The Islamic Golden Age is traditionally dated from the mid-7th century to the mid-13th century at which Muslim rulers established one of the largest empires in history.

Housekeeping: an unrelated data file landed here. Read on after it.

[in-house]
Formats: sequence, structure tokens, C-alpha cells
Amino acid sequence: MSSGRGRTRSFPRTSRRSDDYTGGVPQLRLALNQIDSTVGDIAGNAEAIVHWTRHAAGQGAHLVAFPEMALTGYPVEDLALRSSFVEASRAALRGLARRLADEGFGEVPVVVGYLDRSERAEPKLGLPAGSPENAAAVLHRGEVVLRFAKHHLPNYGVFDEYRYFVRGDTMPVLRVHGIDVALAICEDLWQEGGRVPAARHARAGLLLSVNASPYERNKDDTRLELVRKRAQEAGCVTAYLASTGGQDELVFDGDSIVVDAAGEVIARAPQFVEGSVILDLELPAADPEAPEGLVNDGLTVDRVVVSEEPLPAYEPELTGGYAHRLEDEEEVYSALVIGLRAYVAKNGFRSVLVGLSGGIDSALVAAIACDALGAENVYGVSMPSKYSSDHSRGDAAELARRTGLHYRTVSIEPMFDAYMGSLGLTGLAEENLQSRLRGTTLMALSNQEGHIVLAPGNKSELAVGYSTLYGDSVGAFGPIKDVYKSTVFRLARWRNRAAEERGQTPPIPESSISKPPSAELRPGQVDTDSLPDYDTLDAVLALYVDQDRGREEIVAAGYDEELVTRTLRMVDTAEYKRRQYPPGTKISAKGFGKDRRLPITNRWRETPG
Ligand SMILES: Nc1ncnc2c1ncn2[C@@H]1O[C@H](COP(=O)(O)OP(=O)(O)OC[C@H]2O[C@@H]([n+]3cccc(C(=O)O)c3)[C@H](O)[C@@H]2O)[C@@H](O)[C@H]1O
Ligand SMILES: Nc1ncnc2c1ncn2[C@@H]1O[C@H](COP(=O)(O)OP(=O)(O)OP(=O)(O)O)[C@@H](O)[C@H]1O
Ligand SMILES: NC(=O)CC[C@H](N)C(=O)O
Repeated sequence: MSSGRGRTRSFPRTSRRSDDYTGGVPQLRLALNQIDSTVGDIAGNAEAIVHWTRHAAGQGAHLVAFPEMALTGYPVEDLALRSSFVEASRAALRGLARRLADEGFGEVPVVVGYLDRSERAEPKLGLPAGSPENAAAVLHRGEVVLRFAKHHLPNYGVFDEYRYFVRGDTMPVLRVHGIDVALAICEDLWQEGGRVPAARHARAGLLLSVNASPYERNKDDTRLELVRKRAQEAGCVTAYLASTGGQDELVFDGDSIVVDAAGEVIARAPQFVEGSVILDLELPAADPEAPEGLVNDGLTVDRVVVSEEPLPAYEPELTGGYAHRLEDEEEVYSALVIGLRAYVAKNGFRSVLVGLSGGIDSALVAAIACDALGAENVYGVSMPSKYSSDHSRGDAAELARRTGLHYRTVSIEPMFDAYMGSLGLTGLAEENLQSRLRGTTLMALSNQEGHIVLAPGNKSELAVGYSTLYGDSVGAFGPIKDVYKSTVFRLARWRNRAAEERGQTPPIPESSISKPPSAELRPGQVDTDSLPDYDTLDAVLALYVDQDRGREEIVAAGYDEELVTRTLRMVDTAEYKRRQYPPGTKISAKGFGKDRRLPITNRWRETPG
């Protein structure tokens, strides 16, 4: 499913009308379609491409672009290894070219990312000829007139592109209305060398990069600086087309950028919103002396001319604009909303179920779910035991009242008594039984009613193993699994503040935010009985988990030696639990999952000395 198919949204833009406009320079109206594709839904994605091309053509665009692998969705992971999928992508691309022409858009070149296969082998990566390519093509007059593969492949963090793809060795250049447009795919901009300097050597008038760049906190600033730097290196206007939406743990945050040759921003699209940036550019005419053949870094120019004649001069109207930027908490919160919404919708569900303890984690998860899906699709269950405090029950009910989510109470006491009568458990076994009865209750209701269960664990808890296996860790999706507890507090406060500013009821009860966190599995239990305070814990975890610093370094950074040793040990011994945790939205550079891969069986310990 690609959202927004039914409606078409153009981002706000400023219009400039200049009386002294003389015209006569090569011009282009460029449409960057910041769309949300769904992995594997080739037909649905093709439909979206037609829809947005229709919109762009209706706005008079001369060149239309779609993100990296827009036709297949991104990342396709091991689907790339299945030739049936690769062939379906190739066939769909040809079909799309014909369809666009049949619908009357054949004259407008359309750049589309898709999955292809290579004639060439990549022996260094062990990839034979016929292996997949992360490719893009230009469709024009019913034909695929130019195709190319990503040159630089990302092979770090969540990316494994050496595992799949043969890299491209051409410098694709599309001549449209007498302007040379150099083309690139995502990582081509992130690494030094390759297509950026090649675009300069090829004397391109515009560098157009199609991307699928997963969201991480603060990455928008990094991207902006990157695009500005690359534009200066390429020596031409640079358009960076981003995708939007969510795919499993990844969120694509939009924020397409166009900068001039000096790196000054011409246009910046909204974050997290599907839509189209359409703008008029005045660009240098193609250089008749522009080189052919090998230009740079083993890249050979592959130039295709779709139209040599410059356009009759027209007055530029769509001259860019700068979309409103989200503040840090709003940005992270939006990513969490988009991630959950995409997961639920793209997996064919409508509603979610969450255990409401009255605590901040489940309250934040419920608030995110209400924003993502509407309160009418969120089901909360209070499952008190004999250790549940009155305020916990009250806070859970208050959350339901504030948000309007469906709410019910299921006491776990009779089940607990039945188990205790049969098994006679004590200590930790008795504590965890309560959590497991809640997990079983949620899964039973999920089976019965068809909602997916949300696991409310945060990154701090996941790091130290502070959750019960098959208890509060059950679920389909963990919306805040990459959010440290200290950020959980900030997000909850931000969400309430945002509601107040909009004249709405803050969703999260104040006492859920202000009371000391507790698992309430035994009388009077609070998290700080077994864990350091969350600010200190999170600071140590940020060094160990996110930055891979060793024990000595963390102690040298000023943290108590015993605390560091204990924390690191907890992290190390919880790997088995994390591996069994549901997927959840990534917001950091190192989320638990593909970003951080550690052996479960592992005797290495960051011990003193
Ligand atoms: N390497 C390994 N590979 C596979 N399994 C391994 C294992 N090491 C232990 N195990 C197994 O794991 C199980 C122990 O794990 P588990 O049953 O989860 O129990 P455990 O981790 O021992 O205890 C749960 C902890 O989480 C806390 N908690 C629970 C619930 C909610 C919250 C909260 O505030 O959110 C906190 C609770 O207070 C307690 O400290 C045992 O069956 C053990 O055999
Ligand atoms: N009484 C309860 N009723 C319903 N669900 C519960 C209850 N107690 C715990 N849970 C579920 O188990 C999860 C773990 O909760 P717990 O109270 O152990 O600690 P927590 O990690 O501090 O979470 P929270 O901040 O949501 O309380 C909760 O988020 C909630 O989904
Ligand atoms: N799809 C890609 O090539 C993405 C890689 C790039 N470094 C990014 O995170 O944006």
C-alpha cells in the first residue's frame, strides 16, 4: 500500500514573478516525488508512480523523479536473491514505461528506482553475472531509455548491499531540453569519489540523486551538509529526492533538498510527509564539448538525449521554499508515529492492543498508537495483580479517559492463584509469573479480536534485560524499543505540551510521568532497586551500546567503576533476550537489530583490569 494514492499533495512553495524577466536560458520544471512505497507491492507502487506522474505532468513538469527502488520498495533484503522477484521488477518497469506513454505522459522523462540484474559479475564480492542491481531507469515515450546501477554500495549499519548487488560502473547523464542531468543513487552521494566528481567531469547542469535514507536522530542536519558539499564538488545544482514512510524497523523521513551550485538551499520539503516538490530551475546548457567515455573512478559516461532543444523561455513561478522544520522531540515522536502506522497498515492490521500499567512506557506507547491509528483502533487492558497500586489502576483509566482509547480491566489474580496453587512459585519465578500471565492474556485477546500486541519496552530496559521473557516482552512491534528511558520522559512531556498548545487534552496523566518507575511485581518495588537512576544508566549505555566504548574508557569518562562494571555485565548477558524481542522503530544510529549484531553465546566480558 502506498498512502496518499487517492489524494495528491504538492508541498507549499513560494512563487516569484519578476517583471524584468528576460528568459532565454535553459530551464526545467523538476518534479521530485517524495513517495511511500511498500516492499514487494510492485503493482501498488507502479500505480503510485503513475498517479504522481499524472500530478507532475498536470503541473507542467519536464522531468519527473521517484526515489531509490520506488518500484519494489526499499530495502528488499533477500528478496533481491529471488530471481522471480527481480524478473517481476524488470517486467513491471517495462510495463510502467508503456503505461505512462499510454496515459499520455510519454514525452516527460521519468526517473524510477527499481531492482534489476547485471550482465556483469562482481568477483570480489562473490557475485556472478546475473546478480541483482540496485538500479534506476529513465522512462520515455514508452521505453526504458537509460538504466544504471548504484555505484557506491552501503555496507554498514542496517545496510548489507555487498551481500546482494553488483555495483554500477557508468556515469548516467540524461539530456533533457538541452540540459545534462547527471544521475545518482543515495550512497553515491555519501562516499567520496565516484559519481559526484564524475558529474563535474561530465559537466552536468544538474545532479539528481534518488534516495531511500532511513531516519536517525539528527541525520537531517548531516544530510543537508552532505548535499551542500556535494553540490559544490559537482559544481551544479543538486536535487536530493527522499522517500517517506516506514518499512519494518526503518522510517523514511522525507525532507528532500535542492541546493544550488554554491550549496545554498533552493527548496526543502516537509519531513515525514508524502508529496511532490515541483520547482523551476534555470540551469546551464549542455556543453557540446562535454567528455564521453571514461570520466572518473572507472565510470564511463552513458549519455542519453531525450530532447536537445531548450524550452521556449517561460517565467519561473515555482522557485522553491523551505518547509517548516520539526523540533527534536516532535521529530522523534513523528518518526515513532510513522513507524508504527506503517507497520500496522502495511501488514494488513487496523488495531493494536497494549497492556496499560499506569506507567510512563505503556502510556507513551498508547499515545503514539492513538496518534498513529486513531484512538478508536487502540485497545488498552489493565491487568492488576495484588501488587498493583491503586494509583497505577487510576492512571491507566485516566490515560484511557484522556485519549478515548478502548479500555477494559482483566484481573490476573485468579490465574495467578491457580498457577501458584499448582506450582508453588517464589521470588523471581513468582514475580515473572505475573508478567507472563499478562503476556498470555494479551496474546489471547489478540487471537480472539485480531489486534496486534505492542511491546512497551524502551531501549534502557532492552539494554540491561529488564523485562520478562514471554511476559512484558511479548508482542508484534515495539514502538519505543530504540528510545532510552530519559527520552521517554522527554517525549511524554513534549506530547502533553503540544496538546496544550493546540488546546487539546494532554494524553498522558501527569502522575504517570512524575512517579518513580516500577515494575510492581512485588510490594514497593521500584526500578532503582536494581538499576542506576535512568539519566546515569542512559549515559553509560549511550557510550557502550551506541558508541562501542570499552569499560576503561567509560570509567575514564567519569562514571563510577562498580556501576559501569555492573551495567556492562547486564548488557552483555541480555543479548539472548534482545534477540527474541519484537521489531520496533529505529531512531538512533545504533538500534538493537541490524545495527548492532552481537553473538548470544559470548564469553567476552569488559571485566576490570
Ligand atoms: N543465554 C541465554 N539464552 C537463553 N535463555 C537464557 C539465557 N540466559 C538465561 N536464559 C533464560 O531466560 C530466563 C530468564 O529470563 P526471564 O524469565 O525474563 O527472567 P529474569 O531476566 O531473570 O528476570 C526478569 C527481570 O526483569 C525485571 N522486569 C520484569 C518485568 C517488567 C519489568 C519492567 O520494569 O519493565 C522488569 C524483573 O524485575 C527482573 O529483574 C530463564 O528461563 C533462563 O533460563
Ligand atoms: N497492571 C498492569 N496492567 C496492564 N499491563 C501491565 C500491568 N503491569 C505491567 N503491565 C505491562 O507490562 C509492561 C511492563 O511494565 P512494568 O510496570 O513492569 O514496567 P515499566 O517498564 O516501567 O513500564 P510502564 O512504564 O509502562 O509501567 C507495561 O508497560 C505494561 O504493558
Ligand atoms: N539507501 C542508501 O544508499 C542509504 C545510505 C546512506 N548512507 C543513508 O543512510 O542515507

During this period, artists, engineers, scholars, poets, philosophers, geographers and traders in the Islamic world contributed to agriculture, the arts, economics, industry, law, literature,navigation, philosophy, sciences, sociology, and technology, both by preserving earlier traditions and by adding inventions and innovations of their own. Also at that time the Muslim world became a major intellectual centre for science, philosophy, medicine and education. In Baghdad they established the “House of Wisdom“, where scholars, both Muslim and non-Muslim, sought to gather and translate the world’s knowledge into Arabic in the Translation Movement. Many classic works of antiquity that would otherwise have been forgotten were translated into Arabic and later in turn translated into Turkish, Sindhi, Persian, Hebrew and Latin. Knowledge was synthesized from works originating in ancientMesopotamia, Ancient Rome, China, India, Persia, Ancient Egypt, North Africa, Ancient Greece and Byzantine civilizations. Rival Muslim dynasties such as the Fatimids of Egypt and the Umayyads of al-Andalus were also major intellectual centres with cities such as Cairo and Córdoba rivaling Baghdad. The Islamic empire was the first “truly universal civilization,” which brought together for the first time “peoples as diverse as the Chinese, the Indians, the people of the Middle East and North Africa, black Africans, and white Europeans.”A major innovation of this period was paper – originally a secret tightly guarded by the Chinese. The art of papermaking was obtained from prisoners taken at the Battle of Talas (751), spreading to the Islamic cities of Samarkand and Baghdad. The Arabs improved upon the Chinese techniques of using mulberry bark by using starch to account for the Muslim preference for pens vs. the Chinese for brushes. By AD 900 there were hundreds of shops employing scribes and binders for books in Baghdad and public libraries began to become established. From here paper-making spread west to Morocco and then to Spain and from there to Europe in the 13th century.